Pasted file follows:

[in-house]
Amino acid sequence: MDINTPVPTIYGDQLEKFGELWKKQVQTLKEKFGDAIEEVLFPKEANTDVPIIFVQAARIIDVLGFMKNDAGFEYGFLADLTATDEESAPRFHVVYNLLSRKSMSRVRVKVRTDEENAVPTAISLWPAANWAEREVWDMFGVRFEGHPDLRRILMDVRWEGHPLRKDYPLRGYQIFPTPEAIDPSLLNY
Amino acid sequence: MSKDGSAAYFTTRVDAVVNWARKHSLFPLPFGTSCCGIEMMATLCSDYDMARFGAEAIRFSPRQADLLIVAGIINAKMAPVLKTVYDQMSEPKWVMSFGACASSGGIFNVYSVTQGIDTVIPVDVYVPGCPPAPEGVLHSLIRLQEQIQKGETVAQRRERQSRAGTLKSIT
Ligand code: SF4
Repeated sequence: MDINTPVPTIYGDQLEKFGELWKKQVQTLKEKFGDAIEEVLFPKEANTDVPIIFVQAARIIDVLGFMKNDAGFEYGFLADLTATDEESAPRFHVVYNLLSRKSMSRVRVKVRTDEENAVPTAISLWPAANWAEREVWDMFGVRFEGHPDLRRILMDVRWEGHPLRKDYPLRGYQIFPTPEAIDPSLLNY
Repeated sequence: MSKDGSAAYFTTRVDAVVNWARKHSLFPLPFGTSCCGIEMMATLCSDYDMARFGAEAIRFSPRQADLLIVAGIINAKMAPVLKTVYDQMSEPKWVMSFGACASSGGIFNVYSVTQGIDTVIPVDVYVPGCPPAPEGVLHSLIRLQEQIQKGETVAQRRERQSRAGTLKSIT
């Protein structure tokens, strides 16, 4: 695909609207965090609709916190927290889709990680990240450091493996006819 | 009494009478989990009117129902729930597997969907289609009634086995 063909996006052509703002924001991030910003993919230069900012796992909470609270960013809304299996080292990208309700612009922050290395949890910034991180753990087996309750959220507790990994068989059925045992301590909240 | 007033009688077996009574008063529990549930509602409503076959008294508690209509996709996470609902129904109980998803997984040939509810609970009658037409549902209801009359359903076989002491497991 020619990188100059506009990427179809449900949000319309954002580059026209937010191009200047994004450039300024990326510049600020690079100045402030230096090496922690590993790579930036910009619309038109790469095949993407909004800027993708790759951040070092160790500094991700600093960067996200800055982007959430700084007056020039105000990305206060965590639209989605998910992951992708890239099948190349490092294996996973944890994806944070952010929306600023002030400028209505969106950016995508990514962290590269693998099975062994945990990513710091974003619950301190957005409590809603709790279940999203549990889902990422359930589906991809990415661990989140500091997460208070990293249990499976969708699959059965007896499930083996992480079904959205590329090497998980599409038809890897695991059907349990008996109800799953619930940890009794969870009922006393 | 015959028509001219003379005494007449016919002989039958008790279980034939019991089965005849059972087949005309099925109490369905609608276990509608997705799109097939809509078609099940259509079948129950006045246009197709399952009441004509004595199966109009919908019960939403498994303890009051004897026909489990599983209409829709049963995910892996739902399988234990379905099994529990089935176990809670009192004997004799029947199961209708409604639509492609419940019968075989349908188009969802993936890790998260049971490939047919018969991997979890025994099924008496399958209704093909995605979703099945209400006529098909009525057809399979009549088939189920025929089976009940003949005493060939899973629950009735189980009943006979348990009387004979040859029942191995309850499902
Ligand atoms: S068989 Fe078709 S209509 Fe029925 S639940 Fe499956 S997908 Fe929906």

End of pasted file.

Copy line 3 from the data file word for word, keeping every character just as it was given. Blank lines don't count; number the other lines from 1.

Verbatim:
Amino acid sequence: MSKDGSAAYFTTRVDAVVNWARKHSLFPLPFGTSCCGIEMMATLCSDYDMARFGAEAIRFSPRQADLLIVAGIINAKMAPVLKTVYDQMSEPKWVMSFGACASSGGIFNVYSVTQGIDTVIPVDVYVPGCPPAPEGVLHSLIRLQEQIQKGETVAQRRERQSRAGTLKSIT